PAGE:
Working together with agencies from all the state parties signatory to the convention, which includes some of the most powerful nations in the world, is important. The exchange of information and expertise can only help in building a more sophisticated system for regulating migration and preventing human trafficking.
The UN convention is a powerful instrument designed in particular to combat crime, corruption and human trafficking. Its second and third protocols specifically proscribe human trafficking and migrant smuggling, twin forces of the same evil. If the government follows through, Nigeria would be signalling its clear intent to overcome, through coordinated policing and common immigration objectives, the scourge of human trafficking.
Nigeria’s people are at the core of any government’s agenda and the NIS subscribes to orderly, legal migration in all its forms. Human capital development – key to unlocking a knowledge-centred economy which is vital for growth and prosperity – cannot proceed if human capital continues to leave through the front door of relocation and, especially, the back door of human trafficking.
The prevention of this illicit activity and the grave issues it raises, protection of the vulnerable from exploitation by uncivil society and prosecution of the unruly factions responsible must become pillars of Nigerian immigration policy overall.

Rotary members aim to root out the global scourge of human trafficking

Combating human trafficking, a scourge which impacts an estimated 40 million people worldwide, is the goal of the Rotary Action Group Against Slavery and several cause-based Rotary clubs.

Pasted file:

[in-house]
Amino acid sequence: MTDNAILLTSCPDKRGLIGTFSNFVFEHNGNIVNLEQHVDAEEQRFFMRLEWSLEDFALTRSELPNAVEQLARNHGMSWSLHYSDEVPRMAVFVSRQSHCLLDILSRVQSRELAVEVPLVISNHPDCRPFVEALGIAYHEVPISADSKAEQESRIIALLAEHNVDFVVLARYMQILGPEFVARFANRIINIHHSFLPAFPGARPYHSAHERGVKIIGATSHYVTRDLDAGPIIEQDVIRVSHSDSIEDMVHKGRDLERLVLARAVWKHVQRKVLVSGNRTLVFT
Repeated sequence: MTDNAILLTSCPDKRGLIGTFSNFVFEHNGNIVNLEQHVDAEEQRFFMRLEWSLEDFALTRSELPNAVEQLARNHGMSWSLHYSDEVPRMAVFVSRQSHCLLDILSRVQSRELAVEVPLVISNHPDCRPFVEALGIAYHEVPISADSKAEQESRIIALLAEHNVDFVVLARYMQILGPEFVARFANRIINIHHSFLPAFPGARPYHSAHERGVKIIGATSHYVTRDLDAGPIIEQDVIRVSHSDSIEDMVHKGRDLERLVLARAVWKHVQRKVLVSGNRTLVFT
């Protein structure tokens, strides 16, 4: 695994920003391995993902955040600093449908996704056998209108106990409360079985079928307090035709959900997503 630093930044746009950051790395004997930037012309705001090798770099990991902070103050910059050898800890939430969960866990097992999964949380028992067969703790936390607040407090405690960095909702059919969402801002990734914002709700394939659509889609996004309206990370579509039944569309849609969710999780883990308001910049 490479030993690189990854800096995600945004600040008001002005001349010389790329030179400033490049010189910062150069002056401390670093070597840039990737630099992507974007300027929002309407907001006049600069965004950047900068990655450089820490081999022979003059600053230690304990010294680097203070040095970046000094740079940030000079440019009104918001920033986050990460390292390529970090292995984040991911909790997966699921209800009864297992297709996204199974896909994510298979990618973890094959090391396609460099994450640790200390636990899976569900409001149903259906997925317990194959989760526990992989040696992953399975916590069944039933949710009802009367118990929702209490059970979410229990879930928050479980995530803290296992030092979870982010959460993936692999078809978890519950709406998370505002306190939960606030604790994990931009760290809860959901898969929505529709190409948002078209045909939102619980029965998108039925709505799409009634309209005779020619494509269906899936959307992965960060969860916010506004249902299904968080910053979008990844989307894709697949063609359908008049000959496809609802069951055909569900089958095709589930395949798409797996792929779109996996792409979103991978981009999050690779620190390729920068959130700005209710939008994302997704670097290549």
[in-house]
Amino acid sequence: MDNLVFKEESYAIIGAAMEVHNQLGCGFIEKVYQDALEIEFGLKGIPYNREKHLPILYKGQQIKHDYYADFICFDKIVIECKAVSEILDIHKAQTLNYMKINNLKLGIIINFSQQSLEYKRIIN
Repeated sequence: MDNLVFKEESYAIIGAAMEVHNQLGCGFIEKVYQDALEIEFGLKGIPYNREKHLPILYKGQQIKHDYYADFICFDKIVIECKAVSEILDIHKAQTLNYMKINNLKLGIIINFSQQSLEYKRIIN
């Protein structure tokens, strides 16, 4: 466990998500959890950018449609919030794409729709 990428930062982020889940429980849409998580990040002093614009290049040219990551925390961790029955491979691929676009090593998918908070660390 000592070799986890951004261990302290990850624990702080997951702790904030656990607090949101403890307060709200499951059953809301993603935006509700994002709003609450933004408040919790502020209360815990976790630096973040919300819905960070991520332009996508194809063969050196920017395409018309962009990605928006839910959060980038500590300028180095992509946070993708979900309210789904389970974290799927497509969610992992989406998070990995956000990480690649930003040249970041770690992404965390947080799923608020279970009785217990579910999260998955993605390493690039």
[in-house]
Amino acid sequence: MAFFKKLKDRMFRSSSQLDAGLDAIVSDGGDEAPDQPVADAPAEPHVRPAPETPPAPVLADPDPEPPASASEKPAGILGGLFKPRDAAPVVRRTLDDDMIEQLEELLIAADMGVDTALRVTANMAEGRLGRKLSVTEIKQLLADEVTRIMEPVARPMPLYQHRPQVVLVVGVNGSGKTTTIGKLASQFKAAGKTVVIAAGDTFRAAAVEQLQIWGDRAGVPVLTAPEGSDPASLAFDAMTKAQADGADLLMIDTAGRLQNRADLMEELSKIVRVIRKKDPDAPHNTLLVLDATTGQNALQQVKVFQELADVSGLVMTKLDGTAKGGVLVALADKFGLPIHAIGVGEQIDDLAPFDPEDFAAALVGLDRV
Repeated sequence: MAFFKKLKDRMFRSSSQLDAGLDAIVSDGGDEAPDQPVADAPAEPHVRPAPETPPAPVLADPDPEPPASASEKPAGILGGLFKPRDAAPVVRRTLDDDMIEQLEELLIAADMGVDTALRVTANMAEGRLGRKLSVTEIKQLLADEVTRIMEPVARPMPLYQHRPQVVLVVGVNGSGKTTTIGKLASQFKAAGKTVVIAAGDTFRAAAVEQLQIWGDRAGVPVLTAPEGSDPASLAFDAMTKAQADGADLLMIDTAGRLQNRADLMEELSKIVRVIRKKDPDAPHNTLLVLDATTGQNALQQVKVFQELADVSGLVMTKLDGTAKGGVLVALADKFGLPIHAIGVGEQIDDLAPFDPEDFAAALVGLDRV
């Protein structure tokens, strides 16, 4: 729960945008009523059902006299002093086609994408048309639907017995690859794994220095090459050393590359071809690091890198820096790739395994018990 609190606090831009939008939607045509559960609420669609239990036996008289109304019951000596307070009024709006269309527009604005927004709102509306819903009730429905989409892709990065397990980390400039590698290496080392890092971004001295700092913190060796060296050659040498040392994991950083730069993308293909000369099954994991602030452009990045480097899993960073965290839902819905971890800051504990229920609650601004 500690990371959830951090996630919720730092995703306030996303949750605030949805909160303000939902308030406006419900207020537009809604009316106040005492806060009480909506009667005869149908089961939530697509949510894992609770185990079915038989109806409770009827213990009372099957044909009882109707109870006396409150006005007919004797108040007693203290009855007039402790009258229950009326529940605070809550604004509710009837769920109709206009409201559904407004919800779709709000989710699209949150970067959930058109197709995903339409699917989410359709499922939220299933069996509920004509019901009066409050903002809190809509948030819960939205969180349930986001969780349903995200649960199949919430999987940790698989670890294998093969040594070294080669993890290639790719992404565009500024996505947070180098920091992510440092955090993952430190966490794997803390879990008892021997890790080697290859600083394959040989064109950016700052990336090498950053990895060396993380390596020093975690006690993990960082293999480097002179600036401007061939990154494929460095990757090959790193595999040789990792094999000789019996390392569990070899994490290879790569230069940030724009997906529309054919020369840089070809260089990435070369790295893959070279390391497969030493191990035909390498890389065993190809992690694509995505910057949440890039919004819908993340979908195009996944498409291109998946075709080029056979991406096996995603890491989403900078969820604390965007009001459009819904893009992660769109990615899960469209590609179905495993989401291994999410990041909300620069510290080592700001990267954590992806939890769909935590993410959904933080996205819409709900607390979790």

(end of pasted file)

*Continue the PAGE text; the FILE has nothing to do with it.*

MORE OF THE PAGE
By Frank Bures


When Dave McCleary first heard about human trafficking, it seemed like something that happened far away, probably overseas. But not in the United States. And certainly not in his hometown.


Then one day he invited a speaker who knew otherwise to talk to his Rotary club in Roswell, Georgia. Her name was Melissa. She was originally from Roswell and had gone to the same high school McCleary’s girls had attended. Melissa dropped out at 16 and was offered a modeling job by a man who turned out to be a sex trafficker. For two years, she was trapped and trafficked in downtown Atlanta before police and a local organization helped her escape.


After the meeting, another Rotarian approached Melissa and gave her a big hug. McCleary asked him how he knew the young woman. He said she used to babysit his kids when she was 12, and he had wondered what had happened to her.

"For me, that was when it became real," says McCleary, who is now chair of the Rotary Action Group Against Slavery. "Now it wasn't someone else's problem. And I remember thinking at the time: Rotary — we're in 200 countries, with 34,000 clubs and 1.2 million Rotarians, and we tackle the tough issues. Why not slavery?"